Gerstell Academy graduates leave legacy as part of school's founding class

FINKSBURG — Billy Bauhof and Nicholas Wilson became fast friends in kindergarten as part of the founding class at Gerstell Academy in 2002.

"We had the same interests at that time and kind of the same personalities — we fit well together," said Bauhof, 18, of Finksburg.


The friends were among the 14 students who received high school diplomas Thursday from Gerstell Academy, a preparatory school for students entering pre kindergarten through 12th grade, at the school's fourth commencement ceremony. Both are part of the school's founding class of seven students who began attending the school in kindergarten when it was just one building. They are the school's only legacy students, according to Mary Louque, director of admissions and assistant to the president at Gerstell Academy.

"They are good friends — it's been great to watch their self-awareness develop," said Heather Lapidario, who taught both students since they were in sixth grade.

Since they first began attending Gerstell the school has grown. There are more than 330 day students who attend school on the 250-acre campus in Finksburg.

"I've really enjoyed watching the school basically be built from the ground up," Bauhof said. "It's been great to see the school grow from just seven kids in a little house to over 300."

Wilson, 18, of Finksburg, will attend John Carroll University in Ohio where he will study business management and play lacrosse, while Bauhof will attend Guilford College in North Carolina.

Teachers describe Bauhof and Wilson as having personalities that complement each other. Bauhof is more reserved and thoughtful, while Wilson is more outspoken and outgoing.

"Billy is quiet and reflective — he will really think before sharing ideas and opinions," Lapidario said. "Nick is much more impulsive... he has much more of a traditional leadership style."

Beth Hand, one of their teachers, echoed Lapidario.

"Billy is very much an introvert — Nick is very much an extrovert," Hand said. "They complement each other."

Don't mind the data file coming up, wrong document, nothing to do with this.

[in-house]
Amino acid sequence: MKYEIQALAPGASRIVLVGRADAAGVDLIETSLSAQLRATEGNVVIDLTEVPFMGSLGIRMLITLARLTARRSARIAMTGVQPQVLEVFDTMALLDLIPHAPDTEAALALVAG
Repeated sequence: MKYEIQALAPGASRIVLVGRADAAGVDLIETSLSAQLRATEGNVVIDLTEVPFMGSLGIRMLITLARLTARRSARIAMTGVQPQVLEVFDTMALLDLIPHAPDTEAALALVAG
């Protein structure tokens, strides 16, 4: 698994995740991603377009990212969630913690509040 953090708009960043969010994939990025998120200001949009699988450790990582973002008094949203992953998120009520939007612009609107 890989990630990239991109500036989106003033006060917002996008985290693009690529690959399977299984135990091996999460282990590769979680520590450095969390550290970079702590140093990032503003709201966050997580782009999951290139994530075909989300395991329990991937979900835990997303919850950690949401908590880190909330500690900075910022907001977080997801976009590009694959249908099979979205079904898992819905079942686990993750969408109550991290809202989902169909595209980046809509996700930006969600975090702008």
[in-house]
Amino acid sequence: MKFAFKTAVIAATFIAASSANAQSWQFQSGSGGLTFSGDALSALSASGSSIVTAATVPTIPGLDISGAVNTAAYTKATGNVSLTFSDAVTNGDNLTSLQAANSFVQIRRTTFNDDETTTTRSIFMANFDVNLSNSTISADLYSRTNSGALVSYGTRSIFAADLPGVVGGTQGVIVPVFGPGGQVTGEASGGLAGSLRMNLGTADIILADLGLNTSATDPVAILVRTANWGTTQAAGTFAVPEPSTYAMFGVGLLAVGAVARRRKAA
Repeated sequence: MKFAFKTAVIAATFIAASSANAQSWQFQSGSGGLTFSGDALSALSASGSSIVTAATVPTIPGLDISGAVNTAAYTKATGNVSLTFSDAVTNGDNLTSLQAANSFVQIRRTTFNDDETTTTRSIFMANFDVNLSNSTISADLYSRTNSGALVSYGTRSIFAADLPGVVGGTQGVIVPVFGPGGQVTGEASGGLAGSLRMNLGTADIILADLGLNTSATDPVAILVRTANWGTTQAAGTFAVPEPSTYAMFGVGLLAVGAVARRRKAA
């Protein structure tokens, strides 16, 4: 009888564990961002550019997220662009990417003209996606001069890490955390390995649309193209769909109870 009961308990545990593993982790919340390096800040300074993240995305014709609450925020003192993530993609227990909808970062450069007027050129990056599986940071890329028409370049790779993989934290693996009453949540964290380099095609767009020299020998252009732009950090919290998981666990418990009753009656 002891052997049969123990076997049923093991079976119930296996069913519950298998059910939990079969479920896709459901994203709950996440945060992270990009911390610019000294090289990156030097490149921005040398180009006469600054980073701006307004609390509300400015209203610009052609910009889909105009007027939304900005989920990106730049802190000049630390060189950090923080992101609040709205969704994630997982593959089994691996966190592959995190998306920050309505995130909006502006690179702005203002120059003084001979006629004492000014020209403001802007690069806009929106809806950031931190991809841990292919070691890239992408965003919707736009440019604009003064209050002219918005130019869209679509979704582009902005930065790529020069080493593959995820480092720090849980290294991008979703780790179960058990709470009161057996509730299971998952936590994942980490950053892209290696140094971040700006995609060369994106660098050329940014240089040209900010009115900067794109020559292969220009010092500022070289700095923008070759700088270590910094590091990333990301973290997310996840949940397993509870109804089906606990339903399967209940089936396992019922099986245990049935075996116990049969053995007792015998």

Bauhof and Wilson say their complementary personalities make them a good team.

"I try and push him to do things he normally wouldn't do in a good way — when I get angry on the sports field, he's the one that always calms me down and says 'don't overdo it,'" Wilson said.

Hand said although their personalities are different, they are both good students who have accomplished quite a bit during their time at Gerstell.

"They've both grown with their leadership and are passionate — especially with their sports," Hand said. "Everyone looks up to them."

Wilson has been a member of the Gerstell Academy Student Government since his freshman year, and served as president his sophomore and senior years.


With hopes of running his father Scott Wilson's drywall company someday, Wilson said, "Hopefully taking charge is what I'm good at, and hopefully I can bring people together in whatever group I'm in, during and after college."

Both have shown leadership as student-athletes, playing soccer and lacrosse together.

"They're a great example of how not everyone has to lead the same way," Lapidario said. "I think both of them have unlimited potential."

Bauhof has been captain of the varsity soccer team his junior and senior year, serving as co-captain of the varsity lacrosse team with Wilson their senior year.

They have been playing soccer and lacrosse since fourth grade.

"We both know at this point how the other one plays — I know he's more aggressive and more physical and gets riled up... I like to stay calm and relaxed when I play," Bauhof said.

Bauhof and Wilson said they will miss leaving the school behind, where they have spent the majority of their time for the past 13 years, although they are excited for what lies ahead in the future.

"I'm a person that likes change so I think it will be good to meet new people, but you'll never forget the teachers that have taught you lessons and all the friends that you've encountered," Wilson said.

Bauhof said it will be hard to leave but he expects he'll return because his younger sister attends the school.

"It will be tough, but some change is good. There are a lot of us going in different directions — some people in our class are going all the way out to Arizona, some people are staying in Maryland, and others are going down south — we'll definitely keep in touch," Bauhof said.